Lelehnia Du Bois spent her early childhood amid the marijuana fields of California's northern coast. And yet growing pot is the last thing she expected to wind up doing.
"It's pretty scary," says Du Bois, a former fashion model and department store buyer from Southern California who saw her life come full circle. "I'm used to the real business world. And this isn't it."
Du Bois, 40, one of many local residents who shared their stories in Sunday's Sacramento Bee article on challenges for the pot culture of Humboldt County, came to her craft after some compelling life chapters.
Her mother, Carole Du Bois, moved her young daughters to neighboring Trinity County in the 1970s. She immersed them in a lifestyle of growing organic corn, beans, peas, tomatoes and peppers.
Soon after their arrival, her mother broke her back and a younger sister died in horrific car accident after a tumbling boulder caused the vehicle to flip into a river. Du Bois remembers escaping the wreckage and crawling up a rocky slope to summon help.
Her family endured after the tragedy. She took to the rustic setting. Du Bois recalls learning to trim plants in a neighbor's garden - a pot field - when she was 9. And she remembers her mom easing her back pain in the tub at night by smoking a joint.
Du Bois later moved on. She finished growing up in San Diego, where her father lived. She became a model and worked in the fashion retail industry before dabbling in restaurant management and a school of dance.
In 1994, with her mother, then a Humboldt resident, in failing health, Du Bois returned to California's north coast. She studied nursing at the College of the Redwoods and went to work in a seniors care facility while completing her registered nursing studies.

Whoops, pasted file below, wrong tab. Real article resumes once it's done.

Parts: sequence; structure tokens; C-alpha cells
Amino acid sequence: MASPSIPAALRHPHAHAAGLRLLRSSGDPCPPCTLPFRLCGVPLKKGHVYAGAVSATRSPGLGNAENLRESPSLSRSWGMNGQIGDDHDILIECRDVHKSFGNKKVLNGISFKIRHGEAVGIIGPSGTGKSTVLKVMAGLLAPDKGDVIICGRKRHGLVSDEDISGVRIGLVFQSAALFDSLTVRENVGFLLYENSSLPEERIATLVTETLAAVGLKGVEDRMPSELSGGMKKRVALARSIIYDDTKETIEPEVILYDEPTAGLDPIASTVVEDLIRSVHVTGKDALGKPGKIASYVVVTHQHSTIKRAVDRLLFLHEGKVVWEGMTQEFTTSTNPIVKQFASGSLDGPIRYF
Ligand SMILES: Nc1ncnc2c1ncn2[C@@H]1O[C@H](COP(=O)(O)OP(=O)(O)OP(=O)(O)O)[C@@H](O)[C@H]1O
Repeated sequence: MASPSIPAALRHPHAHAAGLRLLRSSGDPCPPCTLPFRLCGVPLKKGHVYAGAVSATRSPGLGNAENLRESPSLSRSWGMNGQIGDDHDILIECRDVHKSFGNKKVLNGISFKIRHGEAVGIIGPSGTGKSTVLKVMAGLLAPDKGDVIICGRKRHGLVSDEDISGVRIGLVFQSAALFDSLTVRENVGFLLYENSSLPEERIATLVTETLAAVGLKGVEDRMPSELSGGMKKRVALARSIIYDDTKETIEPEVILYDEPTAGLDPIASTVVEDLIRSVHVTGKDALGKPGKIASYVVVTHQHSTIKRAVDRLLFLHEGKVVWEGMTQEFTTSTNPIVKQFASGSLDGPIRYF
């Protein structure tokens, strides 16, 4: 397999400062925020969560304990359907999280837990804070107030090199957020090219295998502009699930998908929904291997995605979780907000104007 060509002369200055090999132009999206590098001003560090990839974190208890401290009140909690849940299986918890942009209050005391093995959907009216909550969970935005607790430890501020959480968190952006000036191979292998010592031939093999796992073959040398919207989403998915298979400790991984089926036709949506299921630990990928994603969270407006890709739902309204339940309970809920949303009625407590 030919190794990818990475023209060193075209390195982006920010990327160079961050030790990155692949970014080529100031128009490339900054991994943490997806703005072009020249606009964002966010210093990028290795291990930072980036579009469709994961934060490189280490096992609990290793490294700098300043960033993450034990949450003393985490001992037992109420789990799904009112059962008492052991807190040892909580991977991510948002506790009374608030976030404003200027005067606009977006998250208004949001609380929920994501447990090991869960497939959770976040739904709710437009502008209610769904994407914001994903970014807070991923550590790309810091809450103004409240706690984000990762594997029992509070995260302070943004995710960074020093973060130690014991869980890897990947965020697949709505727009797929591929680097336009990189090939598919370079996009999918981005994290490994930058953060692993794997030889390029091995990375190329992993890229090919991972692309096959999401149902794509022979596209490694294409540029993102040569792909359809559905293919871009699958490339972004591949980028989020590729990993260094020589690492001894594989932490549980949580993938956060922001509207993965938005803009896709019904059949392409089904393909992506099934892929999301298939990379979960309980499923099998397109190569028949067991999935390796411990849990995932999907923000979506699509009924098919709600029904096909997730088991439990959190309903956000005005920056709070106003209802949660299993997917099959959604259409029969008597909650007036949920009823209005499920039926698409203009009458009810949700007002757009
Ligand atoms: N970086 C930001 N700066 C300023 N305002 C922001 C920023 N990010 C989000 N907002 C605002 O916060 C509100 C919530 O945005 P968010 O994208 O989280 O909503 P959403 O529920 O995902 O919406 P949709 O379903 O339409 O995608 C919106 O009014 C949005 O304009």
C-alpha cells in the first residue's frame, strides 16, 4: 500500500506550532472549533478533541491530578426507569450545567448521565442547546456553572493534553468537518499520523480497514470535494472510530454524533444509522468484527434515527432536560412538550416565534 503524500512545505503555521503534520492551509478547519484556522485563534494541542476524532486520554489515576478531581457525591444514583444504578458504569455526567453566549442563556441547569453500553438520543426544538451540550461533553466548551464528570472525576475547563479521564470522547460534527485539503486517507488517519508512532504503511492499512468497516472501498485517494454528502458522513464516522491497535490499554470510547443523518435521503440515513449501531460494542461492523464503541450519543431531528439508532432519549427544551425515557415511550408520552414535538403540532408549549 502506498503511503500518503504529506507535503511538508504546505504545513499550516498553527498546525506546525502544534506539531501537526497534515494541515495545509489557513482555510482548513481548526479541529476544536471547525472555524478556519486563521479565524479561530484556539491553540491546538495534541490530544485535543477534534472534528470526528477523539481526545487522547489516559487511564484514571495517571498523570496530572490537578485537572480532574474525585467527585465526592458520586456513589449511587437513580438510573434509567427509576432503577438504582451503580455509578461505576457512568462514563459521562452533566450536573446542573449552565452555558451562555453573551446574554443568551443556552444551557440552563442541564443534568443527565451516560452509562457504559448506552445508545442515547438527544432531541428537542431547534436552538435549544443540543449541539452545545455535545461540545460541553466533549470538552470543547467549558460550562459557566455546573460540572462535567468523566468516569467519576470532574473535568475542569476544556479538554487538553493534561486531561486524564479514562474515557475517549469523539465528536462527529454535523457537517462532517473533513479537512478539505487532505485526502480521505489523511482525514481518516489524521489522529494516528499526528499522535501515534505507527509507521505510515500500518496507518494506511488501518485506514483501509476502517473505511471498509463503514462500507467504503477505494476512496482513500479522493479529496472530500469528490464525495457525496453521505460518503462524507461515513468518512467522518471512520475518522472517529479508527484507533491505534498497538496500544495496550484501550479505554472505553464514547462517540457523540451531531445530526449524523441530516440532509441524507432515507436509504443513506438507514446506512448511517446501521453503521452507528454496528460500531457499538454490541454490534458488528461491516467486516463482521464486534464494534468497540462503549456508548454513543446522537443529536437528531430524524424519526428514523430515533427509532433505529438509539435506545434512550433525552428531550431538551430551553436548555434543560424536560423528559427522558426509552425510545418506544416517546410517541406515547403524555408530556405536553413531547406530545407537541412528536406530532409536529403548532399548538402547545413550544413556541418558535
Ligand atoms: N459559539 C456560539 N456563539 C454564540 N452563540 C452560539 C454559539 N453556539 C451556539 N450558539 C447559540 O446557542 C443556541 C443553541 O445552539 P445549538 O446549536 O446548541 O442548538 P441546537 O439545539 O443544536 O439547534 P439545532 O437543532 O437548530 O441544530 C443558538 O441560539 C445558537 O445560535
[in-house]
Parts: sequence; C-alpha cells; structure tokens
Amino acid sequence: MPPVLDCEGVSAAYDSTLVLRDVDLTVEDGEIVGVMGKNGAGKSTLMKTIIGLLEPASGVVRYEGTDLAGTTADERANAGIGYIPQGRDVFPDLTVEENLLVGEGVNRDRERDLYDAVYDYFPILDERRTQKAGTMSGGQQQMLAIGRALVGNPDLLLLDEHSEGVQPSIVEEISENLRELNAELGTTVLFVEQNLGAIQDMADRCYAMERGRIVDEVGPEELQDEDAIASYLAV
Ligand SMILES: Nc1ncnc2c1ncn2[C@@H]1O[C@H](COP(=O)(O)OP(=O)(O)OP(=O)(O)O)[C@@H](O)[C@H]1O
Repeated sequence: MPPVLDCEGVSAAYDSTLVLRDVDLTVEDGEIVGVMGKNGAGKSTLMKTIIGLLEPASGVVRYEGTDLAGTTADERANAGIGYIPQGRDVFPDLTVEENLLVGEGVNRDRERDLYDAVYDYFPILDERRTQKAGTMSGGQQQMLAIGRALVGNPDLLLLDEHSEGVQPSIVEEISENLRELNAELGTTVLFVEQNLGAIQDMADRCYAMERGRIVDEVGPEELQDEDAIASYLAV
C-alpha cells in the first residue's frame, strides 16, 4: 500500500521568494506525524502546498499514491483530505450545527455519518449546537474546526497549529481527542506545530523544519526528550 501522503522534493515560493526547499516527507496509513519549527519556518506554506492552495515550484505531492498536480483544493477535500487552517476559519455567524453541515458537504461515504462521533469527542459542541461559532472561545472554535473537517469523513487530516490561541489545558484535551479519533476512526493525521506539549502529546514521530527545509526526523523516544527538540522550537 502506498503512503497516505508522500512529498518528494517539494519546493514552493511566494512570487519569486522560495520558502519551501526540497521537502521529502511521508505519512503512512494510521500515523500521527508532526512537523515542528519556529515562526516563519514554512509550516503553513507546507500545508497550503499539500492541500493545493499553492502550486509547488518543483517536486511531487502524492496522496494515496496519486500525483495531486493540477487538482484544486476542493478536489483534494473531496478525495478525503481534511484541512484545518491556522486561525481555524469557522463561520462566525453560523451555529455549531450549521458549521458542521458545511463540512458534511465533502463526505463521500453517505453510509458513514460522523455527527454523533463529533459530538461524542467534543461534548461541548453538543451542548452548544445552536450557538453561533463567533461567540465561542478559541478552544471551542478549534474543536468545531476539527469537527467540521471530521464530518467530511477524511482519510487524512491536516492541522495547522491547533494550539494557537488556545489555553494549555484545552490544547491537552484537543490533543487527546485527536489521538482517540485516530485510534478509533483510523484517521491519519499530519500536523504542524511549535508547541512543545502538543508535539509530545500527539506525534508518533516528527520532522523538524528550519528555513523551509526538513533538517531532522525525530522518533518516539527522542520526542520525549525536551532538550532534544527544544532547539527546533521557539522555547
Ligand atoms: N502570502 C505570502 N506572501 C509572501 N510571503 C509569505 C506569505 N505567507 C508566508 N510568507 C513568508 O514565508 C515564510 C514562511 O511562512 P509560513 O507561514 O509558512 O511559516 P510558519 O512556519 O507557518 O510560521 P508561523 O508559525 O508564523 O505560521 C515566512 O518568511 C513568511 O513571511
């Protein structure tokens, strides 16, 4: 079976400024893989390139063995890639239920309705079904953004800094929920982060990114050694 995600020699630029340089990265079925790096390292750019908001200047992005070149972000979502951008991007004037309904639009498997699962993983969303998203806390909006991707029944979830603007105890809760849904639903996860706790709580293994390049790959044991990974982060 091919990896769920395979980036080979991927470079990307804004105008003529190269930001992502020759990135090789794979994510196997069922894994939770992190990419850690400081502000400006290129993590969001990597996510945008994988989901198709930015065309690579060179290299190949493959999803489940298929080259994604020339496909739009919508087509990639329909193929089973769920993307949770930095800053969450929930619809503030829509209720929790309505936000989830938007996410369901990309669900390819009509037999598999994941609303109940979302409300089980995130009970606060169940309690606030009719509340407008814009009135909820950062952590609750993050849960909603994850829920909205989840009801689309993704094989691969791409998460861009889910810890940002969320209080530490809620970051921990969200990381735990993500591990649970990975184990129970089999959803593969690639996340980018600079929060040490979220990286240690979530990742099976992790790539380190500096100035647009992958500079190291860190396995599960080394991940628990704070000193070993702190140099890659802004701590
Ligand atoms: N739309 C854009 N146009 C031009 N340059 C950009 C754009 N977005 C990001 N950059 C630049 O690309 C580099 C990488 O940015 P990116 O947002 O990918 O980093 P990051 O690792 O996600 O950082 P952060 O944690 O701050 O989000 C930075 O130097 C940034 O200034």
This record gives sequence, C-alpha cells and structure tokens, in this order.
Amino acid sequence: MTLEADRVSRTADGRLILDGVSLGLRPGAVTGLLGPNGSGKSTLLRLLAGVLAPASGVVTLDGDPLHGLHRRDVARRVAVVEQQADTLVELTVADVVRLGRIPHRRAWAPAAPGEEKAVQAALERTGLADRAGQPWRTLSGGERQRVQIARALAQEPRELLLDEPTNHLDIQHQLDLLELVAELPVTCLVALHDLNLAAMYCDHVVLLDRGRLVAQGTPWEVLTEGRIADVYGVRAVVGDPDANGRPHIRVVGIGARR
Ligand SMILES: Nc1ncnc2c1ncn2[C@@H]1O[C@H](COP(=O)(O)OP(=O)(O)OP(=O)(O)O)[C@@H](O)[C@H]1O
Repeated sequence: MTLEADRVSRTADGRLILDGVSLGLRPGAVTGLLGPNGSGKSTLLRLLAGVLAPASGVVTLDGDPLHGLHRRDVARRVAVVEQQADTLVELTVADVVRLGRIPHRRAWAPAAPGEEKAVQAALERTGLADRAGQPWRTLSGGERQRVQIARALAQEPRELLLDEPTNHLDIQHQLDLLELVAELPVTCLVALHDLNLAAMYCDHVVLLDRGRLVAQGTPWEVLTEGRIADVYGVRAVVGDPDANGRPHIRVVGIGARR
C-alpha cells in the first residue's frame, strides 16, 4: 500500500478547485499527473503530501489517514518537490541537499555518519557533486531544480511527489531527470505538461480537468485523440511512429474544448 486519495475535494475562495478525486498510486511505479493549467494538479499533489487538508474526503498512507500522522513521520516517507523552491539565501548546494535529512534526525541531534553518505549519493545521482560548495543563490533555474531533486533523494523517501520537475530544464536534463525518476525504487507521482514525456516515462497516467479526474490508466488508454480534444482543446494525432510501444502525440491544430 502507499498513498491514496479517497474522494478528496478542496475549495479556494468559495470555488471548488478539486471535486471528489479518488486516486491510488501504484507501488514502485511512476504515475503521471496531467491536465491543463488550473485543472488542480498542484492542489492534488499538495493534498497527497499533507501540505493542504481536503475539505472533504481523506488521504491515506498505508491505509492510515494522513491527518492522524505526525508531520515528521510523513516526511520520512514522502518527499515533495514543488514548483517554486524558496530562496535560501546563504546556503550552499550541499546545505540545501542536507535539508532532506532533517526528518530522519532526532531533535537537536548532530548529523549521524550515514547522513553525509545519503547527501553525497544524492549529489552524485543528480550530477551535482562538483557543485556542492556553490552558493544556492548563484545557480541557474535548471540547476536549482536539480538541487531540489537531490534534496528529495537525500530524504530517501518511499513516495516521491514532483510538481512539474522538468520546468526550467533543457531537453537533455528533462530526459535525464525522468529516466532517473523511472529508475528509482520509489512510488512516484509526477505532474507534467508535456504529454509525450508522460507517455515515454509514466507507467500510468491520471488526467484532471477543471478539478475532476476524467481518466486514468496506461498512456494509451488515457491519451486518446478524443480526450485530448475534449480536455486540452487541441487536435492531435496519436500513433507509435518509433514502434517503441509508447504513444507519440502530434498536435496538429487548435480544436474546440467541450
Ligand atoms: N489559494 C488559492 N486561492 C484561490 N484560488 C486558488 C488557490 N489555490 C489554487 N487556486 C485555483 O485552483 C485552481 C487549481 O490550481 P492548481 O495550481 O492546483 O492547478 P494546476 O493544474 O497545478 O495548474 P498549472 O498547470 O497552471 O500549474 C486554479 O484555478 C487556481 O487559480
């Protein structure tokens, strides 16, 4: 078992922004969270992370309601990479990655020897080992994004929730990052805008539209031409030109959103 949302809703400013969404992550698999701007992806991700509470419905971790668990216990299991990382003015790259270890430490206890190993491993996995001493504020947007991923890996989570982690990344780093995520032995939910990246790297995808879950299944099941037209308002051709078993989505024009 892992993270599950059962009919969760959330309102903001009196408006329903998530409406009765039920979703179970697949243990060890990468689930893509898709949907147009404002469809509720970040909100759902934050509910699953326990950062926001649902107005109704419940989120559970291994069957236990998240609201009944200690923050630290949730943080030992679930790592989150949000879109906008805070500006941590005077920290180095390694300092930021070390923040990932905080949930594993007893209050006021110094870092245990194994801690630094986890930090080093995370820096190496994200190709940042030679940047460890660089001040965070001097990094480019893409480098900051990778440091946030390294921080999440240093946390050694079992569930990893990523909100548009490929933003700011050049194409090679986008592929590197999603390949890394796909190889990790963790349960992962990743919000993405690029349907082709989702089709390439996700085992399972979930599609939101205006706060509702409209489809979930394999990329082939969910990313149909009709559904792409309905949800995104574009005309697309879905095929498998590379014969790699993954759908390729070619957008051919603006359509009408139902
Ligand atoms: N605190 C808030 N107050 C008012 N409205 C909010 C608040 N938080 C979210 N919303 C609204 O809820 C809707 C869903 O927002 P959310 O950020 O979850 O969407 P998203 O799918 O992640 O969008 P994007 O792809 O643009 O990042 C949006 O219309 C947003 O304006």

In 1999, she caught a falling patient and ruptured her spine. The accident put her on disability and, for an extended time, in a wheelchair. After years of treatment and pharmaceutical remedies, Du Bois returned to the regional art - growing marijuana - to help ease her pain.
Eventually, the medical marijuana patient was providing some of her perfected "Sweet God" and "Afghani Goo" strains to a former Eureka dispensary, the Hummingbird Healing Center.
Now Humboldt County ponders ways to generate tax revenue and preserve its renowned weed economy by licensing medicinal growers to compete in a thriving, competitive California medical marijuana market. Debate centers over whether the push to compete will favor major growing operations and alter the regional character.
Du Bois personally doesn't see a significant personal future as a pot purveyor. But she hopes the county finds a means for small growers such as herself to pass on their product - and even pay their taxes - on income from legal medical pot cultivation.
"It provides for my medicine," she says of her rediscovered craft. "And I know I'm getting some good medicine."
Pictured: Lelehnia Du Bois with fruits of her harvest. Peter Hechtemail@example.com